Rumer Godden, is the very talented author of this story. She's written many memorable books which have been made into films. Another of her classic stories is IN THIS HOUSE OF BREDE. The movie version features Diana Rigg in the part of a woman who becomes a cloistered nun.
BLACK NARCISSUS is beautifully filmed and worth seeing..
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on December 3, 2001
It is rare that a cinematographer gets credited with the success of a film before the producer director or even actor, but this has been the case recently with Black Narcissus. This is high praise indeed when you consider the directors and producers were Powell and Pressburger. Although his screen credit was prominent enough at the time the picture was made, since Jack Cardiff won Best Cinematographer (Color) Academy Award in 1947, his profile was raised further.
Cardiff's Special Academy Award last year recognises his contributions to this film, The Red Shoes, A Matter Of Life And Death and Rambo among others. The fact that Technicolor was still a developing technique makes Cardiff's achievements even more remarkable. The subtle contrasts he achieves particularly in the shooting of landscape scenery and locations are usually only achieved with monochrome photography. The splendid costumes on the other hand, provide rich reds, yellows and greens to contrast with the pale blues and greys of the background, making all the actors not playing nuns stand out, particularly Ruth when she wears her new red dress. Look at how the colouring of the dress changes according to her mood, achieved with skilful use of lighting and shadows. Sometimes it appears purple, others black, and sometimes bright scarlet. Earlier, Ruth is heard to remark that all the Indians look the same to her, which is ironic when the nuns' habits make them look alike, but the rich costume of the leading Indians mark each out as an individual. This reflects the mature attitude to race displayed in this film. There is little or no blacking up (apart from Jean Simmons), the beliefs and customs of the Indians are treated with respect by the film-makers, if not by all of the nuns.
There is some clever colonial observation in the British man who has gone native (played with square-jawed ruggedness by David Farrar) and the Indian Prince who wants to become a Christian (a grown-up Sabu). The achievement of Cardiff is all the more remarkable when you consider that the directors and producers he overshadowed were none other than Powell And Pressburger. The subject matter has dated since the film was made. India achieved independence the following year and a lot of what goes on in this film is now history. Having said that, the interpersonal relationships are still as fresh as they were in 1946 and Deborah Kerr's troubled nun still as relevant a character today as she was then. This film is worth watching just for the visuals, but it is also an enjoyable story to watch, unpredictable and with a rougher edge than might be expected at the beginning.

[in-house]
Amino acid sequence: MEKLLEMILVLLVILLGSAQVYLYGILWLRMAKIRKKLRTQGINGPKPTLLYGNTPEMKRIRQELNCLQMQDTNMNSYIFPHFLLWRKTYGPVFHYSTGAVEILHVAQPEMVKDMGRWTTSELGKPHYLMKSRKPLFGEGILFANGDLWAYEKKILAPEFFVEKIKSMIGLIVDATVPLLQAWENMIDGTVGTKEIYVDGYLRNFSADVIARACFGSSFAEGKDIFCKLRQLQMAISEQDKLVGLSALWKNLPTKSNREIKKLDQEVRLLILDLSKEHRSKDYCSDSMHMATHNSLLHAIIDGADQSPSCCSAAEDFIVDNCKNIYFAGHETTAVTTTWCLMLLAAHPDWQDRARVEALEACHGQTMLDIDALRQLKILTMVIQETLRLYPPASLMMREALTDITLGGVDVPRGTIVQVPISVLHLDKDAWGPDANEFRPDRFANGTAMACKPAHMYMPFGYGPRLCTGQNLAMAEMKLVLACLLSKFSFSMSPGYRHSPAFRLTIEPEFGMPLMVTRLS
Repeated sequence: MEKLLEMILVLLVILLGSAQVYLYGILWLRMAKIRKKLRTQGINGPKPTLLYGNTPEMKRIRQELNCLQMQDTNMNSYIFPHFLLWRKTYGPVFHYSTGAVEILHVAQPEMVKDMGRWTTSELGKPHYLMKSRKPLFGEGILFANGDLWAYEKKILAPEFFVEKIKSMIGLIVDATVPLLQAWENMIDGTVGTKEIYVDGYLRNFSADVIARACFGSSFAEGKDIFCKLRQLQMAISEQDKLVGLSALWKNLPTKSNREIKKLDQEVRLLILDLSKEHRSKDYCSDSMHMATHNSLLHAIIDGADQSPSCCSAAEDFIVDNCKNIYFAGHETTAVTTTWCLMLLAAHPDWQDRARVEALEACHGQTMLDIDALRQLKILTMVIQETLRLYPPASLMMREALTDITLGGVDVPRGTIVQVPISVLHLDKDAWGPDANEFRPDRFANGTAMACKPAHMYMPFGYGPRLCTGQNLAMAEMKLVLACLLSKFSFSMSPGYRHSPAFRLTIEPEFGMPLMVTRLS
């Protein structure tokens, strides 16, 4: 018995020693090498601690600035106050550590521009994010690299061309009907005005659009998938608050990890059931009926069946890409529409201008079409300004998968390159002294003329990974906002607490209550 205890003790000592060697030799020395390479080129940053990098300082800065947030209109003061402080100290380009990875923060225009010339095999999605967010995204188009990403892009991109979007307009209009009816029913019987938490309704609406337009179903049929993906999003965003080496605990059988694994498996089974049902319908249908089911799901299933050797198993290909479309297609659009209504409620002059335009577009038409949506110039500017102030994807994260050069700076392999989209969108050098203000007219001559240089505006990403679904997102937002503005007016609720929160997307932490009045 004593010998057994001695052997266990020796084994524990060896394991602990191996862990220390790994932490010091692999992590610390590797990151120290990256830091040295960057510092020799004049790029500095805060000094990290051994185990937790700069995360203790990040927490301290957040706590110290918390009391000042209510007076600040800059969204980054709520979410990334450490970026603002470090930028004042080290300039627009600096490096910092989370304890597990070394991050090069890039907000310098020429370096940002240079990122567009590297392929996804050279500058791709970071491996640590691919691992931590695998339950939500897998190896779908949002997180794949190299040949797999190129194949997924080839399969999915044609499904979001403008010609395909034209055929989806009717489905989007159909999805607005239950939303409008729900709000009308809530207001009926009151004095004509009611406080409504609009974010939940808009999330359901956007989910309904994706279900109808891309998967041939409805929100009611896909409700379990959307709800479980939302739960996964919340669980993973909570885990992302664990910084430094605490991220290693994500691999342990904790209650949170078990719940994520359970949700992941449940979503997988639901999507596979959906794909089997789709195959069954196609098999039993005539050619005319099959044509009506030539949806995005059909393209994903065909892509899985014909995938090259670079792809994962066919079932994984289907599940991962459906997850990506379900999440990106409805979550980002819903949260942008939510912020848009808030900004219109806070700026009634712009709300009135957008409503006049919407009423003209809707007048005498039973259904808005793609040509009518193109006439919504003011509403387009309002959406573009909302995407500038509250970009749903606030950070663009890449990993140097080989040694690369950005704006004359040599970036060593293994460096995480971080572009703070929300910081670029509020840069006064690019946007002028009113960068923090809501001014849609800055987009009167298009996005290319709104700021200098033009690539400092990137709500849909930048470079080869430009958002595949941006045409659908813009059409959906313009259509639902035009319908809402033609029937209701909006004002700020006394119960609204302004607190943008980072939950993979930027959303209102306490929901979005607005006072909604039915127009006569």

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on February 25, 2001
With BLACK NARCISSUS, Michael Powell and Emeric Pressburger achieved what may be their masterpiece: it's every bit as visually stunning as their more beloved films THE RED SHOES and A MATTER OF LIFE AN DEATH, but with Rumer Godden's novel providing the story they have a much more sophisticated and challenging story to work with. Godden's novel of lust and memory bursting forth in the peculiar Himalayan atmosphere of a former harem, transformed into a new convent, is unlike almost anything ever written, and provides the cast with absolutely extraordinary roles to work with. With the exception of the Governess in THE INNOCENTS, Deborah Kerr never got another role up to the level of her singular talent as that of Sister Clodagh, the ambivalent sister superior in the convent of St. Faith's: her fierce determination and unearthly beauty is well-served by the billowing wimple that frames her face so severely. There are some very strange performances of Indian characters that almost sink the film, including May Hallett as a very unconvincing ayah (she bears an uncanny resemblance to Agnes Moorehead, and is just about as authentically Indian). However, the British roles are superbly acted, with a suitably Michael Farrar as a scornful local contact for the nuns, and Kathleen Byron as the most disturbed member of the convent. The final wordless sequence of the film is an absolute classic: a brilliantly suspenseful sequence that takes the odd rarefied air of hysteria permeating the film to its highest pitch.
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on September 23, 2000
British cinema during the post-WWII years produced a string of terrific movies, and Black Narcissus is among the most remarkable of those films. There is an eerie, sexually charged atmosphere throughout this story of five nuns sent into a remote part of the Himalayas to establish a convent and work with the locals. There's something about the air that clears their heads and allows all sorts of worldly thoughts to permeate their consciousness. The results are tragic. Deborah Kerr stars as the Sister Superior and gives yet another excellent portrait of repression and duty mixed uneasily together. As good as she might be, it's Kathleen Byron as the disturbed Sister Ruth whose performance dominates the film. Her descent into madness is chilling and Byron is nothing short of amazing in the way she physically and emotionally plays it. The cinematography is justly famous, and the direction is superb, capturing and exploiting the repressed atmosphere and increasing mental unease of the experience using great camera angles. The score also deserves mention. The sound of the howling wind runs throughout the film, and choirs of voices are used with rising intensity to create dramatic tension. Black Narcissus is unlike any movie you have seen.